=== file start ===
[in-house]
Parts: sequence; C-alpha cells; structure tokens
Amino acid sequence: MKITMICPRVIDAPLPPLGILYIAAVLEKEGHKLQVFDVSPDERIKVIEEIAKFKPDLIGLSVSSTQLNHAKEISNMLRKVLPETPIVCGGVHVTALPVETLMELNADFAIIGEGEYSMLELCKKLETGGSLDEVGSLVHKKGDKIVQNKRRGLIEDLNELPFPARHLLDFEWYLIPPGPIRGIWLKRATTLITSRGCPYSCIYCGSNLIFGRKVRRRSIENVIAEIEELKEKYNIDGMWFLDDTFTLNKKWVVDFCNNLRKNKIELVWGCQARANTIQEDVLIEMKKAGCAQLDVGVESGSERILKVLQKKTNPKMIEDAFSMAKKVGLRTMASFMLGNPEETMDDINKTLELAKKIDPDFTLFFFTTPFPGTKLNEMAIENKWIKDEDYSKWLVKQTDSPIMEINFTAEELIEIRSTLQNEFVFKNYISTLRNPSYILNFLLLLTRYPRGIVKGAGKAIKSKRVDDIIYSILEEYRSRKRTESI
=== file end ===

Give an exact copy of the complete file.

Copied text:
[in-house]
Parts: sequence; C-alpha cells; structure tokens
Amino acid sequence: MKITMICPRVIDAPLPPLGILYIAAVLEKEGHKLQVFDVSPDERIKVIEEIAKFKPDLIGLSVSSTQLNHAKEISNMLRKVLPETPIVCGGVHVTALPVETLMELNADFAIIGEGEYSMLELCKKLETGGSLDEVGSLVHKKGDKIVQNKRRGLIEDLNELPFPARHLLDFEWYLIPPGPIRGIWLKRATTLITSRGCPYSCIYCGSNLIFGRKVRRRSIENVIAEIEELKEKYNIDGMWFLDDTFTLNKKWVVDFCNNLRKNKIELVWGCQARANTIQEDVLIEMKKAGCAQLDVGVESGSERILKVLQKKTNPKMIEDAFSMAKKVGLRTMASFMLGNPEETMDDINKTLELAKKIDPDFTLFFFTTPFPGTKLNEMAIENKWIKDEDYSKWLVKQTDSPIMEINFTAEELIEIRSTLQNEFVFKNYISTLRNPSYILNFLLLLTRYPRGIVKGAGKAIKSKRVDDIIYSILEEYRSRKRTESI